This week, I’m telling you to disregard that data. Yes, disregard all of that depressing statistical garbage you’ve been reading.
While you should realize that some jobs don’t have high job placement rates (or high salaries), at the end of the day, you’ve got to pursue what makes you happy. Just because the numbers are a little frightening doesn’t mean you won’t be the exception to that rule. The truth is that the more you love something, the more you’ll want to work to succeed and attain your goals. If you’re not passionate about your career, you’re just not going to have that fire inside of you to work hard.
For example, journalism (my career of choice) has lots of frightening statistics out there. But, regardless of what the world seemingly wants prospective journalism students to think, there are actually a lot of opportunities out there for journalism students. Check out this column from Forbes on why journalism rocks.
Instead of focusing on numbers, focus on what you can do to stand out to potential employers. You’ll need as many internships and opportunities on your resume as possible. Can’t find an internship? Try volunteering for a nonprofit that relates to your potential career. Or maybe try to pursue something on your own. For example, if you’re trying to find a job in photography or design, start doing freelance work for friends and family to put on your portfolio website. If you build up your experience, it will be impossible not to hire you, even if jobs are harder to find in your area of work.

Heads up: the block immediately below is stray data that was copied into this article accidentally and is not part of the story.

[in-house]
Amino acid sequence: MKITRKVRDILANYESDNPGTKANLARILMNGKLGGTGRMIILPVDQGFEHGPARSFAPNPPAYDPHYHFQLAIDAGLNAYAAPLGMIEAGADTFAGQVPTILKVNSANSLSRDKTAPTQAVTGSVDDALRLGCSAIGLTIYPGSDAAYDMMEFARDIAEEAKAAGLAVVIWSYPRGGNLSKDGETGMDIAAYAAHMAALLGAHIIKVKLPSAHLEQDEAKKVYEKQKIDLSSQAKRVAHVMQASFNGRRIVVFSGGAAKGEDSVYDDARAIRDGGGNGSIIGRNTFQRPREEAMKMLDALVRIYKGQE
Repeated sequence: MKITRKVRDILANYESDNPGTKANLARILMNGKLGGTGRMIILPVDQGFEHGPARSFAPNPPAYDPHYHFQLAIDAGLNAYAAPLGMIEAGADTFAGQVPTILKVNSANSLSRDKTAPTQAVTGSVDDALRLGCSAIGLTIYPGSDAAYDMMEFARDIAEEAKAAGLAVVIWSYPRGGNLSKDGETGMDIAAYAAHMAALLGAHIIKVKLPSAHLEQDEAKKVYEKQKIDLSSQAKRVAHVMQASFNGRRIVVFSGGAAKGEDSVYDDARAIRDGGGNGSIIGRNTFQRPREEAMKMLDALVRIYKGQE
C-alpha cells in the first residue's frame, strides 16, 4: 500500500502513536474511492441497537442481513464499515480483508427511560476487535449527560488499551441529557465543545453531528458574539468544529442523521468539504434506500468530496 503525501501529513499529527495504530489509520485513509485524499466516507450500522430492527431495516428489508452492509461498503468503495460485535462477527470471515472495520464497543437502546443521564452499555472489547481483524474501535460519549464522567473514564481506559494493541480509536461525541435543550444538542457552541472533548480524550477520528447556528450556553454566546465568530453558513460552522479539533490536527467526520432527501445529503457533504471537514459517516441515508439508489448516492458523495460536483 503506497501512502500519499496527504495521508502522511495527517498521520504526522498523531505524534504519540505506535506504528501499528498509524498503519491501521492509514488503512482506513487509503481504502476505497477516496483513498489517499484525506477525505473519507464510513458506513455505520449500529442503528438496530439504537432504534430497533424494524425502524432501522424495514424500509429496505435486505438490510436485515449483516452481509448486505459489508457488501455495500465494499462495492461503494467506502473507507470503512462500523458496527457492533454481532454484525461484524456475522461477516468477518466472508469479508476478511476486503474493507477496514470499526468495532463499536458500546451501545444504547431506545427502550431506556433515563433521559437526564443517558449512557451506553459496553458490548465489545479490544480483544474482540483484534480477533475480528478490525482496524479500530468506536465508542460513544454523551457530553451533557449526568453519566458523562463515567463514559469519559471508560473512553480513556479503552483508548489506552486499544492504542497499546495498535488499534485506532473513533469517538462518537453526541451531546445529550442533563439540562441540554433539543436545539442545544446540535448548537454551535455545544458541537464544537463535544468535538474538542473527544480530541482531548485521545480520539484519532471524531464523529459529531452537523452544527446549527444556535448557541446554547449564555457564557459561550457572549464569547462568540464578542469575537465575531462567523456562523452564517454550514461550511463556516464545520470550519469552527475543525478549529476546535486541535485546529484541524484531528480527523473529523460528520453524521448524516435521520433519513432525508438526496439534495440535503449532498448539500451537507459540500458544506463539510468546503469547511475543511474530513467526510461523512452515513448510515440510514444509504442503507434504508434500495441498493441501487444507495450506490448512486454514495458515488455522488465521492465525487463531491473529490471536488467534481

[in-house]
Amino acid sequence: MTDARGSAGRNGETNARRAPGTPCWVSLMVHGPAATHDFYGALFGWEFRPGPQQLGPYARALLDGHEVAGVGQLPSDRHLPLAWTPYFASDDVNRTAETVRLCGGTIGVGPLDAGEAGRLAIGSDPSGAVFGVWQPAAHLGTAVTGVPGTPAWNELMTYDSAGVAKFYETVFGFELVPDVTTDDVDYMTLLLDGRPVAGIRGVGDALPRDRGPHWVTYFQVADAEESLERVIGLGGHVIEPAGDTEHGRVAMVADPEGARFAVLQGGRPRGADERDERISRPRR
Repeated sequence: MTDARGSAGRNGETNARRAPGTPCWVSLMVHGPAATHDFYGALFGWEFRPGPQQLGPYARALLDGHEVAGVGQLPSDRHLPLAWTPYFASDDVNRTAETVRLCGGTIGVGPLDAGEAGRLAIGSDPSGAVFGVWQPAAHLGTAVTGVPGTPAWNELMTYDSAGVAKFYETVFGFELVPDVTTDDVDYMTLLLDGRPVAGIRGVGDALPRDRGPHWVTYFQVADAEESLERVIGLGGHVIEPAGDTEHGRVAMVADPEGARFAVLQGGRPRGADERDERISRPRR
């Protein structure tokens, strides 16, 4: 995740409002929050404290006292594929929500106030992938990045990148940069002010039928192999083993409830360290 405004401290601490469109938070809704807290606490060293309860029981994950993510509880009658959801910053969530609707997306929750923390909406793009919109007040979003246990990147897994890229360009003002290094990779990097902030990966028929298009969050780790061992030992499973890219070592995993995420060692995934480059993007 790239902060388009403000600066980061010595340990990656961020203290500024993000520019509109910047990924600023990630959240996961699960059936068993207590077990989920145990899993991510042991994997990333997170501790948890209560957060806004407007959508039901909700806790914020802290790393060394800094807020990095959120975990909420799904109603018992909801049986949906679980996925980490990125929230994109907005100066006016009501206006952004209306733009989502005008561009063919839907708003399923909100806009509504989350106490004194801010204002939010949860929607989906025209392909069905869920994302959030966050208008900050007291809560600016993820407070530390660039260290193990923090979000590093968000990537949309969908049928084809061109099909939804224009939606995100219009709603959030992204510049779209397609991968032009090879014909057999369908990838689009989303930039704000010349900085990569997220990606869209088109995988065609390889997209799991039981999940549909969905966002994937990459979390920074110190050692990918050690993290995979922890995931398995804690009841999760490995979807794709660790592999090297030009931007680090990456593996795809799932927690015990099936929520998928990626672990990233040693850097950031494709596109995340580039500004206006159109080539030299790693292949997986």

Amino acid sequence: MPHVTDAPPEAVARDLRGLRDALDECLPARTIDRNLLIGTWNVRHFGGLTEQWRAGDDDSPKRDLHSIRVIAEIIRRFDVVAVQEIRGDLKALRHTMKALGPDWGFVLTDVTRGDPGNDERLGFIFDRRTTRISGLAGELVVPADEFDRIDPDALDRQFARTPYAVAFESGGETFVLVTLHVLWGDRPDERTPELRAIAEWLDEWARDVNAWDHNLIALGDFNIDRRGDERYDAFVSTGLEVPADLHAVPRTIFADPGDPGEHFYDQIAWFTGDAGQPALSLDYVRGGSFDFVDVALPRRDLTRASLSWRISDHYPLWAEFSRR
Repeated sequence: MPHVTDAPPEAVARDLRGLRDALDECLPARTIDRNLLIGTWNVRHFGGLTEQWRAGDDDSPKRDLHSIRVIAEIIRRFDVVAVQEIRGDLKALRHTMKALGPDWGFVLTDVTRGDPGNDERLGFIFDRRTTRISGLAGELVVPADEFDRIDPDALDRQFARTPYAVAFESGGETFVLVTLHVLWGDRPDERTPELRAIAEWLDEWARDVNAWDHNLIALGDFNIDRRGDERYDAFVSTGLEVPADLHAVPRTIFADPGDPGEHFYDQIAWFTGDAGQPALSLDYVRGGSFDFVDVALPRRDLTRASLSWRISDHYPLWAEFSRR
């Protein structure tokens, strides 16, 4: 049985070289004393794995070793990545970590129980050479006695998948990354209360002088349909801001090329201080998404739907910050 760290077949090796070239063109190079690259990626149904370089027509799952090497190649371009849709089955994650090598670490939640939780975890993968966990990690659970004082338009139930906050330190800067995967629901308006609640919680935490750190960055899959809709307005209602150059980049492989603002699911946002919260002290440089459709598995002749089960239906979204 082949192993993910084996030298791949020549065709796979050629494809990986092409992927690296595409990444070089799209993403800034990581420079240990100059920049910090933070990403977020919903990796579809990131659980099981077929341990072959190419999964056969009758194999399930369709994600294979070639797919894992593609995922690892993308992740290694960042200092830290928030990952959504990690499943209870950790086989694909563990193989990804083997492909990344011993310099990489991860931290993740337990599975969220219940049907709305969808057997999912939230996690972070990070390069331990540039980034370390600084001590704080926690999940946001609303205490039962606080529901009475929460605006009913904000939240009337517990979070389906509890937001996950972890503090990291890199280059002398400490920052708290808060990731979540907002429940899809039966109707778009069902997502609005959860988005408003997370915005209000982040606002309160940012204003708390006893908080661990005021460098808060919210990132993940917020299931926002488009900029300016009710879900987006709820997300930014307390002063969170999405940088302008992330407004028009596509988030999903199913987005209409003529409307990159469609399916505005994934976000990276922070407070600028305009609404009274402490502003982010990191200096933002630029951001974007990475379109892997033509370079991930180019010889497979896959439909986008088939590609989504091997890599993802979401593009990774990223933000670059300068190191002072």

And even if you decide to follow the career of your dreams, it doesn’t mean you have to stick with it forever if you figure out that it’s not for you. I love the advice I found in this Fortune Magazine column, where Anne Fisher interviewed Pete Leibman, author of “I Got My Dream Job and So Can You: 7 Steps to Creating Your Ideal Career After College”:
If you end up working in the movie business and at some point decide that it isn’t what you hoped, “remember, a job is not a life sentence. You can change directions at any time — and in fact, most people change jobs, and even careers, a number of times throughout their lives.”
You are never forced to stay in one career just because you feel like you should want to. Your happiness is much more important than any paycheck can offer. There are so many things that are important than crunching the salary numbers. Want proof? Check out this list of “The Happiest Jobs in America” by Career Bliss. Some of these jobs aren’t the highest-earning positions out there, but that’s not what matters to these employees.
Don’t talk yourself out of a career just because you think you won’t be able to find a job or make a lot of money. I’m a big believer that you can get whatever you set your mind to, as long as you’re willing to put in lots of hard work to get there.
After all, nobody ever got to the top by saying, “I can’t.” They got there by saying, “How can I?”